The Politics of Religion and the Religion of Politics: Looking at Israel

Lexington Books, 2000 - 161 pages
Prominent political theorist Ira Sharkansky looks at the intersection of religion and politics, using the case of Israel-where a chief rabbi officiates along with a prime minister-to examine how the two inform each other. Focusing more on similarities than differences, Sharkansky demonstrates that both religion and politics can justify their position on the moral high ground. Both are involved in shaping our values and standard of living; however, neither religion nor politics can claim a monopoly of virtue: Political demagogues have their religious equivalents in self-serving prophets and false messiahs, and politicians and religious leaders both may violate the morality that they preach. Sharkansky examines the place of intellectual certainty, doubt, charisma, and passion in both realms. He argues that Israel, among other Western democracies where politics and religion intersect, supports a successful fusion of the two.

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Table des matières

Religion and Politics Cannot Be Separated in the Holy Land or Elsewhere
Studying Religion and Its Relevance for Politics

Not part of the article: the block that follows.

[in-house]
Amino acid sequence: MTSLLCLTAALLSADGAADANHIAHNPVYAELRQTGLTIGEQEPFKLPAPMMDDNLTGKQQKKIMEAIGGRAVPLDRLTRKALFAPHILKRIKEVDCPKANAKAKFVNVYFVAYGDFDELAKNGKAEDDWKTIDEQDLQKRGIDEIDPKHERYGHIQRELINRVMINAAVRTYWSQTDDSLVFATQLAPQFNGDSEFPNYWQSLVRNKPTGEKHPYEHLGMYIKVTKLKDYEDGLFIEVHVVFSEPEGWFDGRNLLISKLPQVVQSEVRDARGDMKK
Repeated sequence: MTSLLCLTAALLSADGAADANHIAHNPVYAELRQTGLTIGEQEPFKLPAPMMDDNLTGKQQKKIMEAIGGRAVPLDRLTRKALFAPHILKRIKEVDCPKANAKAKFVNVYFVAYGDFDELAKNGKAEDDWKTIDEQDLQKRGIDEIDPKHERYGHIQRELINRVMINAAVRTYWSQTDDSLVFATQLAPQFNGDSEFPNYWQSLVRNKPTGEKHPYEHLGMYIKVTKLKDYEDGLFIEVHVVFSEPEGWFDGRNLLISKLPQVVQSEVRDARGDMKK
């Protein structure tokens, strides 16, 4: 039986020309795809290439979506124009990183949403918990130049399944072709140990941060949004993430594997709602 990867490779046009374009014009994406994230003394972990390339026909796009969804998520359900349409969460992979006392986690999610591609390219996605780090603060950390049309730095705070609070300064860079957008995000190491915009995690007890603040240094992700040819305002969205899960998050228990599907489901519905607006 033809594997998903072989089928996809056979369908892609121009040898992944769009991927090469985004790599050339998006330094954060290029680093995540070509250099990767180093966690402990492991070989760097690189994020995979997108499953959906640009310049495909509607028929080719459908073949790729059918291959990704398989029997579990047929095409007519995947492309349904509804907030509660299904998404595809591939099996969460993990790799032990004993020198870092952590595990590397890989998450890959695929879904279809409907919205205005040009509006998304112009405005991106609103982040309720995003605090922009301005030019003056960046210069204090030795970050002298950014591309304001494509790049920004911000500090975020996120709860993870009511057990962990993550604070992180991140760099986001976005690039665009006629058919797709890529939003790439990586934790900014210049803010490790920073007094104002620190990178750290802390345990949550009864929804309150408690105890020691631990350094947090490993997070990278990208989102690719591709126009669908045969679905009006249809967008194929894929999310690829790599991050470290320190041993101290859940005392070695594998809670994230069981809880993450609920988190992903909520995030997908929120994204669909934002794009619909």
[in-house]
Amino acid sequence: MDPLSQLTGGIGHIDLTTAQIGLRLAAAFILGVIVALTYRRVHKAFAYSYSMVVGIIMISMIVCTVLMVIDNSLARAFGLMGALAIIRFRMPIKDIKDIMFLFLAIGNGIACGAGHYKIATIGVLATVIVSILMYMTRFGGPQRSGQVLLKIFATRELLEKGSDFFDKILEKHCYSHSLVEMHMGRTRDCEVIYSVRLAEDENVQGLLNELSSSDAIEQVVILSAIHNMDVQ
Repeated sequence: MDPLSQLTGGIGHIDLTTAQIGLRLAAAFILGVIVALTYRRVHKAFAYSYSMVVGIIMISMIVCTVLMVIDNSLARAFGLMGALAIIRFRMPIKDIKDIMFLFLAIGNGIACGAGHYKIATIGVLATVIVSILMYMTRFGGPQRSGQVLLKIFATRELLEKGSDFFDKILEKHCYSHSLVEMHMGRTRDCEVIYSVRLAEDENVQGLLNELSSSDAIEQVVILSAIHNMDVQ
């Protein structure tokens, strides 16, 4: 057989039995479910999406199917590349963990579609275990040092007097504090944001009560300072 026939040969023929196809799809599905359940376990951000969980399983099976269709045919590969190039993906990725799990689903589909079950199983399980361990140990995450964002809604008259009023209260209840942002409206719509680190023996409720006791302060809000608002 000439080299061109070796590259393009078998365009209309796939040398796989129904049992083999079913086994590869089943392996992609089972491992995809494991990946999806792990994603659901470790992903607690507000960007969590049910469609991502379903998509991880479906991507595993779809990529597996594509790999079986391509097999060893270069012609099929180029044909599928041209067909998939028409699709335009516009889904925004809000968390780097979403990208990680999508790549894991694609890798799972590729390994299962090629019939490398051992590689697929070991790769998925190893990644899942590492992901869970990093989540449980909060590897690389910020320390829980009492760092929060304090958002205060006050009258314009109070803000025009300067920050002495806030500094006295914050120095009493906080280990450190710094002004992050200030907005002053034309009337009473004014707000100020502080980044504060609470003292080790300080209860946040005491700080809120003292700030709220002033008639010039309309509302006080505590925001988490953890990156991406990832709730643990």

Where Judaism Prevails
The Religious and Political Significance of the Promised Land
Conditions That Produced a Messiah or Yet Another Jewish View of Jesus Christ
Modern Jewish Wars between Old and New Religious Movements UltraOrthodox and the Orthodox versus the Conservative and Reform
Representing Judaism in Israel Religious Political Parties
Ambiguities in Religion Resemble Those in Politics One That Makes Promises for the World to Come and Another That Makes Promises for the Gov...
If Conditions Resemble Those That Produced a Messiah Why Are Religion and Politics Relatively Moderate?
About the Author
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À propos de l'auteur (2000)

Ira Sharkansky is Professor of Political Science and Public Administration at the Hebrew University of Jerusalem. He is the author of many books on policy and politics in Israel and the United States, including Ancient and Modern Israel (1991), Governing Jerusalem (1996), Policy Making in Israel (1997), and Ambiguity, Coping, and Governance (1999).

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